Sharp said that the job with the Eappens was her second as an au pair because the first family lived so far out of Boston, "she couldn't go out at night."
Woodward "didn't' have great experience with kids other than the usual babysitting," said Sharp. "She was very young and really immature -- that was what set people in their perception of her as a killer."
As for the death of Matthew Eappen, Sharp said, "I never saw her cry over it, although she cried when she was convicted. I don't keep in touch and I have no intention of doing so," she said.
"I am glad she's getting on in her life. As long as nothing happens to the child, this will show people she didn't do anything to Matthew. That's one inference people may draw from this."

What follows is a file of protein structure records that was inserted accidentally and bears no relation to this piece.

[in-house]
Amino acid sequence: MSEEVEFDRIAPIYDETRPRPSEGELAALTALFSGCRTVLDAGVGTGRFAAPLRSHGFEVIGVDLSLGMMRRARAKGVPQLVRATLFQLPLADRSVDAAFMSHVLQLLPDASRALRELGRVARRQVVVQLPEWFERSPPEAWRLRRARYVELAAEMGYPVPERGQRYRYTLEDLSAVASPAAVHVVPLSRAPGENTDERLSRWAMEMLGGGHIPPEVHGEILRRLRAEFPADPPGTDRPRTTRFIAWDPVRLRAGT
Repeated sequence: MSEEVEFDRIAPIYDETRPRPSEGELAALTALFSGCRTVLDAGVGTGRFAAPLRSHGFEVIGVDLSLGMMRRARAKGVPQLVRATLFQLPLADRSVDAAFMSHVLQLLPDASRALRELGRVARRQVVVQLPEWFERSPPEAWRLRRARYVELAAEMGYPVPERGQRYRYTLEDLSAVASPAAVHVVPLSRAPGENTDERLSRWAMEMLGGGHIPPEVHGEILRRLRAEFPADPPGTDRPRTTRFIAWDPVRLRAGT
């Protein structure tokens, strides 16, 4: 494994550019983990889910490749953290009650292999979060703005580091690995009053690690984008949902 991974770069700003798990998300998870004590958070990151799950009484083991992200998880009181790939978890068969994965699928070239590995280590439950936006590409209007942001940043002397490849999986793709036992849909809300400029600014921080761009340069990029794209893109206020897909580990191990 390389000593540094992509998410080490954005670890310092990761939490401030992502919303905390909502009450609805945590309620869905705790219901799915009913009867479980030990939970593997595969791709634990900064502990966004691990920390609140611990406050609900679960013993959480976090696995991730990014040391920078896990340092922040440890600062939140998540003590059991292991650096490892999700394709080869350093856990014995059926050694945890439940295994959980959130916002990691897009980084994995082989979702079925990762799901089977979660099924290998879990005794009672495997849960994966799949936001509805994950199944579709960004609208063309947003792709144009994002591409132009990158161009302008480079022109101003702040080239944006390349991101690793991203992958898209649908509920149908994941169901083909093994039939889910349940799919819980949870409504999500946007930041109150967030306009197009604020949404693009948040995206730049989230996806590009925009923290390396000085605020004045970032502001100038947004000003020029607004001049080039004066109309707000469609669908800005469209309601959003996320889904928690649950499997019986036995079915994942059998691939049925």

Judy Kuriansky, a clinical psychologist on the faculty of Columbia University Teachers College in New York City, said people will make assumptions about Woodward's parenting skills, 16 years later.
"The whole world knew about the baby shaking," she said. "Now everyone is looking over her shoulder: Will she be a good mommy?"
"I would want to know two things: what is her level of aggression and lack of impulse control--and what her own childhood was like," said Kuriansky. "Was there any aggression, was she yelled at when things went wrong or was she taught to be a proper British girl? These are crucial predictors."
"Her upbringing, how she was mothered is important," she said. "She will try to repeat that or go the opposite way."